I’m not sure why anyone would want to sit in a room full of stuffed birds, although the purple leather couch is sort I would make a bee-line for in other surroundings. I’m not quiet sure what I was expecting from “Bird Museum” and I guess should have guessed there would be lots of dead birds- which usually doesn’t bother me too much- I mean I’m not the sort to cry over dead birds per se, perhaps it was that this space felt more lifeless than the other conservation/ education reserves I have visited here. Although I did learn an important piece of information (perhaps this is because it was one of the only signs translated)- the Japanese Crested Ibis, which is on the cover of the field guide I am using (and makes an appearance in my first zine here- pictures coming), is like the Kakapo in New Zealand, the last 5 where rounded up and are in a captive breeding program on the Island of Sado (there are now 10).
I was thinking about how field guides often have a really rare bird on the cover- New Zealand’s has a Kakapo and Kiwi among other birds, I wonder whether this is because it attracts the twitcher hunter or that rarities have a fame beyond the bird world so are identifiable for non-birders? (while uploading the field image to flickr I realised that the field guide to the birds of Asia also has two very rare birds- the Mandarin Duck and the Baikal Teal)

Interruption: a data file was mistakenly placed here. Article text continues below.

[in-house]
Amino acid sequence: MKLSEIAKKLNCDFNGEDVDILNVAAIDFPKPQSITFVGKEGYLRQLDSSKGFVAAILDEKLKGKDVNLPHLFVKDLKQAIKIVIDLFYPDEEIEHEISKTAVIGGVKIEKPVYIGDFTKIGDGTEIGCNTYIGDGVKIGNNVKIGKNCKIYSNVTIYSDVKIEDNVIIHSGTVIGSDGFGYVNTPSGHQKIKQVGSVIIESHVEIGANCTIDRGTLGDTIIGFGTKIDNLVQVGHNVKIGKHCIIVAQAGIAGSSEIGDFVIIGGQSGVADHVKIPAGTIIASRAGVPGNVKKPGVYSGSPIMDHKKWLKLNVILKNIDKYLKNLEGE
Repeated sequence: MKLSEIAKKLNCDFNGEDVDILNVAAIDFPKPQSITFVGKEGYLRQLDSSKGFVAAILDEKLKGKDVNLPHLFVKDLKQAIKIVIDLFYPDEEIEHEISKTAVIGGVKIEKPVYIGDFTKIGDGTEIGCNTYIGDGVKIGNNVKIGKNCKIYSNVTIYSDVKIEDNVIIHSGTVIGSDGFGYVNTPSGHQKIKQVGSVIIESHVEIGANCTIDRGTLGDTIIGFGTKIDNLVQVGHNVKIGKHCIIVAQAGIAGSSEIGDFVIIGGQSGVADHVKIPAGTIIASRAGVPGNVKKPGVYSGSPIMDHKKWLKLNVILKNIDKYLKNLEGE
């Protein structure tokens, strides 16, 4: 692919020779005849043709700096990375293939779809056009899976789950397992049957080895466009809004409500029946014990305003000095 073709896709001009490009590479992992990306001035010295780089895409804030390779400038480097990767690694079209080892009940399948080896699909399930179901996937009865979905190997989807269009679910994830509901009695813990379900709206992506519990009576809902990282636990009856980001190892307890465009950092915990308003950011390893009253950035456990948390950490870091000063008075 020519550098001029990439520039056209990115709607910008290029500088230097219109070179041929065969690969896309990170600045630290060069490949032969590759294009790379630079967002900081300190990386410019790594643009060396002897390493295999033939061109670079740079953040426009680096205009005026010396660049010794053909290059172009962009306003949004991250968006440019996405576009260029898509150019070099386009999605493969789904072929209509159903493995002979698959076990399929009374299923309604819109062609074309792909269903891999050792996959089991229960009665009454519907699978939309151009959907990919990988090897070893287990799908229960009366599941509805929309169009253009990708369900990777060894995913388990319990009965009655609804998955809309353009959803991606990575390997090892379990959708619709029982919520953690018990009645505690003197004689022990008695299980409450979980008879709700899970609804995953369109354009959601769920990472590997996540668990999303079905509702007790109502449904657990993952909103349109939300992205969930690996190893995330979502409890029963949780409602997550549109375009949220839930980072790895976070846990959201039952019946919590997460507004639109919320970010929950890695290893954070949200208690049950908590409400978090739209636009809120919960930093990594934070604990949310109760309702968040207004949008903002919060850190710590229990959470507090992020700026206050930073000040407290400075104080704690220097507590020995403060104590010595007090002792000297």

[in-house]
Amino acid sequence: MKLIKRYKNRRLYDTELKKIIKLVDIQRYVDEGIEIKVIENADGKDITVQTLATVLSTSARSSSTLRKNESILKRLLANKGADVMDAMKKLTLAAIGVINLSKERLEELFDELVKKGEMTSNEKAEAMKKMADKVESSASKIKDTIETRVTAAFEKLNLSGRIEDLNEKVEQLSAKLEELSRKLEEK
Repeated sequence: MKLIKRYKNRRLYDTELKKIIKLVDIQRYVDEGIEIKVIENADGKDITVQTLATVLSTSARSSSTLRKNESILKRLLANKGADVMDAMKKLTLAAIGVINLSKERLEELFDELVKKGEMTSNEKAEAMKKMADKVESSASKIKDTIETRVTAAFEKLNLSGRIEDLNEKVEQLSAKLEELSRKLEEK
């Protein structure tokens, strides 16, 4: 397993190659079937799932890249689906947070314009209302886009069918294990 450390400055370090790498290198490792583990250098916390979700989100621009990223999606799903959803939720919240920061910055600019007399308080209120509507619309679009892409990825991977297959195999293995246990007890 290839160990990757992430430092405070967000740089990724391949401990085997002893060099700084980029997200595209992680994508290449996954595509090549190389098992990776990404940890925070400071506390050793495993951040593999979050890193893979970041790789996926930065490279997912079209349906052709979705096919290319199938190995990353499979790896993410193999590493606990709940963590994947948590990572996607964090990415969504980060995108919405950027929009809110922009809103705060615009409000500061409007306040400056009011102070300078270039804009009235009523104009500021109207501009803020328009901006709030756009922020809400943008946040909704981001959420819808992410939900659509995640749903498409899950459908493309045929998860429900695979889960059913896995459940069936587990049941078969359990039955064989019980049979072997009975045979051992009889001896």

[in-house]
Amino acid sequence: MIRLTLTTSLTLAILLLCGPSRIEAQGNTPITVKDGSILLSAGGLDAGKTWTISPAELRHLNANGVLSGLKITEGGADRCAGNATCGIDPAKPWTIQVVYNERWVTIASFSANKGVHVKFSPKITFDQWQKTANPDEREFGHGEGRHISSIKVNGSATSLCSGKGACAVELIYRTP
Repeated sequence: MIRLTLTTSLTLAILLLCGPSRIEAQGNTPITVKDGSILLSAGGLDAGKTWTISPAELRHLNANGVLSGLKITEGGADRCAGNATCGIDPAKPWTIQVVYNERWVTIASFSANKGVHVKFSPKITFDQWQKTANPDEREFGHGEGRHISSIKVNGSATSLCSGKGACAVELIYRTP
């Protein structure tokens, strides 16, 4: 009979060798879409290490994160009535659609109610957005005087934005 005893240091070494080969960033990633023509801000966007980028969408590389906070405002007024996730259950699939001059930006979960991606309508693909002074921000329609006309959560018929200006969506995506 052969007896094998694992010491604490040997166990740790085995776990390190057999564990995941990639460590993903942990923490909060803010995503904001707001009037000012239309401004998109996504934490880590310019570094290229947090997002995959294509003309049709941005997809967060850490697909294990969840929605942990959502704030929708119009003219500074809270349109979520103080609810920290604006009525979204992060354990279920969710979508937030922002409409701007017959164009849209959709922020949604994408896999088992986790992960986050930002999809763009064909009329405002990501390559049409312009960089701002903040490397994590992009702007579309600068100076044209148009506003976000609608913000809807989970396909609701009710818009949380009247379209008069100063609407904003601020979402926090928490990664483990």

It was a really really cold day, down round zero with a nasty ice wind coming down from the north, so I didn’t see much moving in the marsh. I did see some white swans- I’m still finding it hard to de-program my Australian birder bias of filtering our ferals and ‘junk’ birds. The marsh around a large lake and it's a fairly urban area so I just assumed that the swans where introduced European Mute Swans and therefore could be ignored. After flicking through the guide at the museum I realised that there are 3 local types of white swans (as well as the Euro feral). On the walk back to the station I saw them again- Whistling Swans.